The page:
So, I kind of leveled with them. I told them we were doing something different. I talked about how I needed interactions from them to help me know if they understood what was happening. I assigned classroom jobs. I brought in student actors. We took brain breaks. And we all had fun! It was a great day!

Craig gave me some feedback afterwards that was incredibly helpful, and my co-workers and I shared our reflections after zero hour and talked about how their stories went in their rooms. All day long, Craig was in and out of our rooms, observing how our first stories were going and giving more feedback. We talked about what assessments might look like, and he talked with some of our department members who didn’t get the chance to go to the conference.

What Next?

Craig eventually got on a plane, and the rest of us finished telling the story with our ones. We used the traditional assessment – even though we have now learned that’s not advised. Like I’ve mentioned before, we have a very grammar-centric curriculum. We used the story to model and practice comparisons – more than, less than, as ____ as, better, worse, younger, and older. The kids did SO WELL. We felt very encouraged to continue exploring this method of teaching, and worked together to write another story. Our students are currently working on weather and places with a story about Carlos the Cactus who is too warm in the desert.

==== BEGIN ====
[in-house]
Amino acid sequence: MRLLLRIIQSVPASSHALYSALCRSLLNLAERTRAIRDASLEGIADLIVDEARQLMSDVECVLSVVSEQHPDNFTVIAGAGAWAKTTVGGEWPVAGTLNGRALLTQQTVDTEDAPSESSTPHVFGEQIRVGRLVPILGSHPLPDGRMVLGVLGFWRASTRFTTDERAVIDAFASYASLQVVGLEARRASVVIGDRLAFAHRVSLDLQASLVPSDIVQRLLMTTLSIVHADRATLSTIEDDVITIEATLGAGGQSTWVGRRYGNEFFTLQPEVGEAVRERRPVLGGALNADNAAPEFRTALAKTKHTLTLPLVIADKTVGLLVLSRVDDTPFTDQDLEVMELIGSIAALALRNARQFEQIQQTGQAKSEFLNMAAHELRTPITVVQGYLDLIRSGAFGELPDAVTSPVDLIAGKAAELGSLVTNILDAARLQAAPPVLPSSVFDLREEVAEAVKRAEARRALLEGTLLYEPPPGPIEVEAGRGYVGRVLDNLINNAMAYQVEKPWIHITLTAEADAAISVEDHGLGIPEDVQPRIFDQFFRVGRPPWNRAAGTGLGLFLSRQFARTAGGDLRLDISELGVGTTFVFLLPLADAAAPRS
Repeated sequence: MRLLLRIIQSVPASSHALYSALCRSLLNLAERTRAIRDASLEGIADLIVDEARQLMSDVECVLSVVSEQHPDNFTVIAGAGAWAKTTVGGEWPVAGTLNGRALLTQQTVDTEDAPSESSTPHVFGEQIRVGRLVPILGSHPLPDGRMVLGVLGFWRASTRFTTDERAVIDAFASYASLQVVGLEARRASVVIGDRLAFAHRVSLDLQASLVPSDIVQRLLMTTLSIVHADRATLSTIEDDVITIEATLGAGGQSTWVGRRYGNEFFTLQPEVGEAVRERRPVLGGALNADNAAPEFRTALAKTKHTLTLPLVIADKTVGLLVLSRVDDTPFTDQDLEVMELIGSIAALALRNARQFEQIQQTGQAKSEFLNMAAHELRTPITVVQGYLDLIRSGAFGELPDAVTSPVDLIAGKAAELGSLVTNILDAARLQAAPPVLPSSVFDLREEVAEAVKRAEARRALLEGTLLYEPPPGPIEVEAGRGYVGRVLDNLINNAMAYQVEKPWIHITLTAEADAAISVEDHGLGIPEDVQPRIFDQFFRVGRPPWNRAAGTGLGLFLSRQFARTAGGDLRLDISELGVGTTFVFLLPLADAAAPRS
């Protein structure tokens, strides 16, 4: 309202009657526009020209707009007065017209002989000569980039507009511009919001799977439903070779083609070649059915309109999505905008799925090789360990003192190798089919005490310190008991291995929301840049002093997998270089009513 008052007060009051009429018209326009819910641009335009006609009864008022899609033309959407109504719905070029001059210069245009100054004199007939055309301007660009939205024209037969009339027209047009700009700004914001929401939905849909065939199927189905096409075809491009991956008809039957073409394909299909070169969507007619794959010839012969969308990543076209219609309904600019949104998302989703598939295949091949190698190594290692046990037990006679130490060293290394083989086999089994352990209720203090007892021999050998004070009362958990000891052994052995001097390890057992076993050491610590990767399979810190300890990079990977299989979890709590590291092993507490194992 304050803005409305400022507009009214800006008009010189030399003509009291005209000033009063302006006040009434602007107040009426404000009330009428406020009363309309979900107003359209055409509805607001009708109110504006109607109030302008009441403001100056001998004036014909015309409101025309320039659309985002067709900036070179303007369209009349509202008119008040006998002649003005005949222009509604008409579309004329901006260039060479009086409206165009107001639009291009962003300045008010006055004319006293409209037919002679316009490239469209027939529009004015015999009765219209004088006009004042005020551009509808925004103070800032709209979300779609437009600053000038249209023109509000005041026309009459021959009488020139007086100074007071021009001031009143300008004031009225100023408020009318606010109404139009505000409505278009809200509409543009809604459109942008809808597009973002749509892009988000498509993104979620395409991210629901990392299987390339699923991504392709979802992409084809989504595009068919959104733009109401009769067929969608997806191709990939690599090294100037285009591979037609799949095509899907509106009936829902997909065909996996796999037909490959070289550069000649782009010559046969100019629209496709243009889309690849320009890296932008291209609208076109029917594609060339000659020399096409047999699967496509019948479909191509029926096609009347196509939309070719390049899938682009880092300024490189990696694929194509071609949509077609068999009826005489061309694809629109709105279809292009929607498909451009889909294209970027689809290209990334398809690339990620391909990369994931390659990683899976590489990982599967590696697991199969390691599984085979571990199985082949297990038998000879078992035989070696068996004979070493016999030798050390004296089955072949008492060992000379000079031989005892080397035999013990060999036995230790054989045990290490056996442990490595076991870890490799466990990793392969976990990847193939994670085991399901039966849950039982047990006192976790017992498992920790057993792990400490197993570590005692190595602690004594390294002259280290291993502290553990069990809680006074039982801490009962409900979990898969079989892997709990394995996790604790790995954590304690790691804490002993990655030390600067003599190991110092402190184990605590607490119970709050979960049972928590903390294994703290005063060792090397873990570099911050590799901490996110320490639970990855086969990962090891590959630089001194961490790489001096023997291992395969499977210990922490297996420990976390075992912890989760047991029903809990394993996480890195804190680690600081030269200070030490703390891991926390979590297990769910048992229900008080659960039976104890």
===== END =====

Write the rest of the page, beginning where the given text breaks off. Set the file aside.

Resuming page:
I am feeling so encouraged and excited about the type of language usage I am seeing and hearing from my students. They are actively participating and – goshdarnit – they are FUNNY. I’ve laughed so hard I’ve just about cried multiple times in class over the past few weeks. I’m not sure where this method is going to fit into our new curriculum design (ongoing department discussion), but I know that I want to keep using it. I would love to bring novels into my room. I want them to read. I want them to hear and understand.

I want them to communicate.